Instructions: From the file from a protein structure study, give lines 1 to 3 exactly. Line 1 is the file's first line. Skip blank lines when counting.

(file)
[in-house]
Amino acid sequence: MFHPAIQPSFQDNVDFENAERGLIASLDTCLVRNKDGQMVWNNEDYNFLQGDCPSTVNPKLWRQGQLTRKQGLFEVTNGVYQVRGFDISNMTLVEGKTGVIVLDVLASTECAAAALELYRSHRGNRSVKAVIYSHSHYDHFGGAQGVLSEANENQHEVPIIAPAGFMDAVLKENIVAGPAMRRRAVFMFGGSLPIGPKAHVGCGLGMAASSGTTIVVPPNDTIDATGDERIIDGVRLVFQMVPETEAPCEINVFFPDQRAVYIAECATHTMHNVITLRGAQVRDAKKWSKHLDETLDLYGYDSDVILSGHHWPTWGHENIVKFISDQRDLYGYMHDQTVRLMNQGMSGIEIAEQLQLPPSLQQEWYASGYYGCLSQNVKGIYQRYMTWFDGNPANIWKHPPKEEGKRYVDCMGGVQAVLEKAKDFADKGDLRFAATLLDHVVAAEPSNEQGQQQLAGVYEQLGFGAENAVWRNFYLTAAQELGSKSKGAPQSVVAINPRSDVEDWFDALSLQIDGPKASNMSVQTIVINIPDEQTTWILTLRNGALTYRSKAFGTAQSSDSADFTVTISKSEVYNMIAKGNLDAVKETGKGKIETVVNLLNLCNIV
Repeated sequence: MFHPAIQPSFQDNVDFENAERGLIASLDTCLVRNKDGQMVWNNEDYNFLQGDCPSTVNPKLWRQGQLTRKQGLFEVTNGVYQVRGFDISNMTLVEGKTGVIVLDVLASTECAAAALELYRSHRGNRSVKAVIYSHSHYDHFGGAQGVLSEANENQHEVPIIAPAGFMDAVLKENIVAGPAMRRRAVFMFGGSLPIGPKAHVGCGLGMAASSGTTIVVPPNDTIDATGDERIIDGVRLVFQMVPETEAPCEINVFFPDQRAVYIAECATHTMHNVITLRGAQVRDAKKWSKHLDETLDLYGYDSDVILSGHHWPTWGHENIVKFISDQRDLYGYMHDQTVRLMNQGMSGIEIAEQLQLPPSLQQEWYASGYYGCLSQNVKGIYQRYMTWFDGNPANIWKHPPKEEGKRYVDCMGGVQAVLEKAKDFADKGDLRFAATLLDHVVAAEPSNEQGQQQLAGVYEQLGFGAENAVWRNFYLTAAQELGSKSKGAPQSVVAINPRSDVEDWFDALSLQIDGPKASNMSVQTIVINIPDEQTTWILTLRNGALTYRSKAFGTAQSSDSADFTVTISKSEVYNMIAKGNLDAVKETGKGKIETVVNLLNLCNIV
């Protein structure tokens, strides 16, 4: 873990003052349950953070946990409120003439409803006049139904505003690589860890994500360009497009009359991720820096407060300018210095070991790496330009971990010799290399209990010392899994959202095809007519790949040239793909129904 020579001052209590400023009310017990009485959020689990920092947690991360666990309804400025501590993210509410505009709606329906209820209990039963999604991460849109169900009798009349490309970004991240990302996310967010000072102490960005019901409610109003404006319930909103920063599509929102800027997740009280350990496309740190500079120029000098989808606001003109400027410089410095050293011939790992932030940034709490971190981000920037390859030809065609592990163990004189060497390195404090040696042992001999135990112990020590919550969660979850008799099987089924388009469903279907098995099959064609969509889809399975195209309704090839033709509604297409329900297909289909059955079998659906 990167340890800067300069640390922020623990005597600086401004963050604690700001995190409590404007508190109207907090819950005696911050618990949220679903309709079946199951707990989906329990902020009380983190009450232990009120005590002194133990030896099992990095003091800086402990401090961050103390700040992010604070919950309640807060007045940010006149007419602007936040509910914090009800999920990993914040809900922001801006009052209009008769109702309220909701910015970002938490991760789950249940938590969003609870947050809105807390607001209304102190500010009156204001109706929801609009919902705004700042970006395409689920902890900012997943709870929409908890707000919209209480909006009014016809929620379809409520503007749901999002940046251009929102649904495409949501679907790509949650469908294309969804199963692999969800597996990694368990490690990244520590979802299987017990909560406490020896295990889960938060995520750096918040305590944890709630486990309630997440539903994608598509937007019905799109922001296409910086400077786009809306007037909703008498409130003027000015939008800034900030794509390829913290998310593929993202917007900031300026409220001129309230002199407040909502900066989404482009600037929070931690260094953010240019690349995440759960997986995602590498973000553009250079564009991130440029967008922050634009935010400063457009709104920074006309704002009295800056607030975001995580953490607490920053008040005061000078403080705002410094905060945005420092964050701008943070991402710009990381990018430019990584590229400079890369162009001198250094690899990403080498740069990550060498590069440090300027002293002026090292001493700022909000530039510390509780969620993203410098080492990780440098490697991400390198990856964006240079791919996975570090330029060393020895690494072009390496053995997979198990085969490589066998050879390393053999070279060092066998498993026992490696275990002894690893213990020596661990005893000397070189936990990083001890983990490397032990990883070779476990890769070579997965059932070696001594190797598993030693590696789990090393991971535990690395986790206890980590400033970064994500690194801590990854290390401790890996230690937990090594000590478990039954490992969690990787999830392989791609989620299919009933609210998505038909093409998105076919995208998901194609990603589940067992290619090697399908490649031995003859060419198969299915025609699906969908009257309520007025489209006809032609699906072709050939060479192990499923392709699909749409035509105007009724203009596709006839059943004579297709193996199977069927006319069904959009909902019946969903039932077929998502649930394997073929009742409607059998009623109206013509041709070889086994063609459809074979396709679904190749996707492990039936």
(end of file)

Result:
[in-house]
Amino acid sequence: MFHPAIQPSFQDNVDFENAERGLIASLDTCLVRNKDGQMVWNNEDYNFLQGDCPSTVNPKLWRQGQLTRKQGLFEVTNGVYQVRGFDISNMTLVEGKTGVIVLDVLASTECAAAALELYRSHRGNRSVKAVIYSHSHYDHFGGAQGVLSEANENQHEVPIIAPAGFMDAVLKENIVAGPAMRRRAVFMFGGSLPIGPKAHVGCGLGMAASSGTTIVVPPNDTIDATGDERIIDGVRLVFQMVPETEAPCEINVFFPDQRAVYIAECATHTMHNVITLRGAQVRDAKKWSKHLDETLDLYGYDSDVILSGHHWPTWGHENIVKFISDQRDLYGYMHDQTVRLMNQGMSGIEIAEQLQLPPSLQQEWYASGYYGCLSQNVKGIYQRYMTWFDGNPANIWKHPPKEEGKRYVDCMGGVQAVLEKAKDFADKGDLRFAATLLDHVVAAEPSNEQGQQQLAGVYEQLGFGAENAVWRNFYLTAAQELGSKSKGAPQSVVAINPRSDVEDWFDALSLQIDGPKASNMSVQTIVINIPDEQTTWILTLRNGALTYRSKAFGTAQSSDSADFTVTISKSEVYNMIAKGNLDAVKETGKGKIETVVNLLNLCNIV
Repeated sequence: MFHPAIQPSFQDNVDFENAERGLIASLDTCLVRNKDGQMVWNNEDYNFLQGDCPSTVNPKLWRQGQLTRKQGLFEVTNGVYQVRGFDISNMTLVEGKTGVIVLDVLASTECAAAALELYRSHRGNRSVKAVIYSHSHYDHFGGAQGVLSEANENQHEVPIIAPAGFMDAVLKENIVAGPAMRRRAVFMFGGSLPIGPKAHVGCGLGMAASSGTTIVVPPNDTIDATGDERIIDGVRLVFQMVPETEAPCEINVFFPDQRAVYIAECATHTMHNVITLRGAQVRDAKKWSKHLDETLDLYGYDSDVILSGHHWPTWGHENIVKFISDQRDLYGYMHDQTVRLMNQGMSGIEIAEQLQLPPSLQQEWYASGYYGCLSQNVKGIYQRYMTWFDGNPANIWKHPPKEEGKRYVDCMGGVQAVLEKAKDFADKGDLRFAATLLDHVVAAEPSNEQGQQQLAGVYEQLGFGAENAVWRNFYLTAAQELGSKSKGAPQSVVAINPRSDVEDWFDALSLQIDGPKASNMSVQTIVINIPDEQTTWILTLRNGALTYRSKAFGTAQSSDSADFTVTISKSEVYNMIAKGNLDAVKETGKGKIETVVNLLNLCNIV